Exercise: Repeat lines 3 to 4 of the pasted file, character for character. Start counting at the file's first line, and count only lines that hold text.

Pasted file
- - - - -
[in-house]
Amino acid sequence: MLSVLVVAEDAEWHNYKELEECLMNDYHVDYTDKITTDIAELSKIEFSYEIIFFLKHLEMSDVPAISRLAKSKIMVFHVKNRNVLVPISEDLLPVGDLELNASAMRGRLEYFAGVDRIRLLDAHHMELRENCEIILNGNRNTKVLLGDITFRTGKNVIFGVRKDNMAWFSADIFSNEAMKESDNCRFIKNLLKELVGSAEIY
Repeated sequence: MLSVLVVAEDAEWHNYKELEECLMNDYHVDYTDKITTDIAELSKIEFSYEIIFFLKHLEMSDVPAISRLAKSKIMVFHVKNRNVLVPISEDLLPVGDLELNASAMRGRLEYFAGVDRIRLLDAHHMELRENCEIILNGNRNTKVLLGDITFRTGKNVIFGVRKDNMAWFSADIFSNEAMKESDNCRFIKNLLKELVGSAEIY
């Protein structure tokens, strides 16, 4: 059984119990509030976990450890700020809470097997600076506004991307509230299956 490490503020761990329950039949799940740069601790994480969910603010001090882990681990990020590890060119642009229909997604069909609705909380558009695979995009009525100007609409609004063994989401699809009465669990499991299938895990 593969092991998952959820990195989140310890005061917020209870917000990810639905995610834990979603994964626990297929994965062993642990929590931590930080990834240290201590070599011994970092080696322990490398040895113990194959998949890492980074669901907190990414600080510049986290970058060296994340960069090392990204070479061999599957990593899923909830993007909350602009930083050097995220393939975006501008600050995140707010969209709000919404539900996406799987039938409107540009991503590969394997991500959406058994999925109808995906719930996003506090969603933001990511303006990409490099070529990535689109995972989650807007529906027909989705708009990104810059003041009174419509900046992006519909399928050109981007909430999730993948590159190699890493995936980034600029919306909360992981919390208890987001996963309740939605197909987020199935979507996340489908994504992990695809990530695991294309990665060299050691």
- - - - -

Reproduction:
Repeated sequence: MLSVLVVAEDAEWHNYKELEECLMNDYHVDYTDKITTDIAELSKIEFSYEIIFFLKHLEMSDVPAISRLAKSKIMVFHVKNRNVLVPISEDLLPVGDLELNASAMRGRLEYFAGVDRIRLLDAHHMELRENCEIILNGNRNTKVLLGDITFRTGKNVIFGVRKDNMAWFSADIFSNEAMKESDNCRFIKNLLKELVGSAEIY
């Protein structure tokens, strides 16, 4: 059984119990509030976990450890700020809470097997600076506004991307509230299956 490490503020761990329950039949799940740069601790994480969910603010001090882990681990990020590890060119642009229909997604069909609705909380558009695979995009009525100007609409609004063994989401699809009465669990499991299938895990 593969092991998952959820990195989140310890005061917020209870917000990810639905995610834990979603994964626990297929994965062993642990929590931590930080990834240290201590070599011994970092080696322990490398040895113990194959998949890492980074669901907190990414600080510049986290970058060296994340960069090392990204070479061999599957990593899923909830993007909350602009930083050097995220393939975006501008600050995140707010969209709000919404539900996406799987039938409107540009991503590969394997991500959406058994999925109808995906719930996003506090969603933001990511303006990409490099070529990535689109995972989650807007529906027909989705708009990104810059003041009174419509900046992006519909399928050109981007909430999730993948590159190699890493995936980034600029919306909360992981919390208890987001996963309740939605197909987020199935979507996340489908994504992990695809990530695991294309990665060299050691």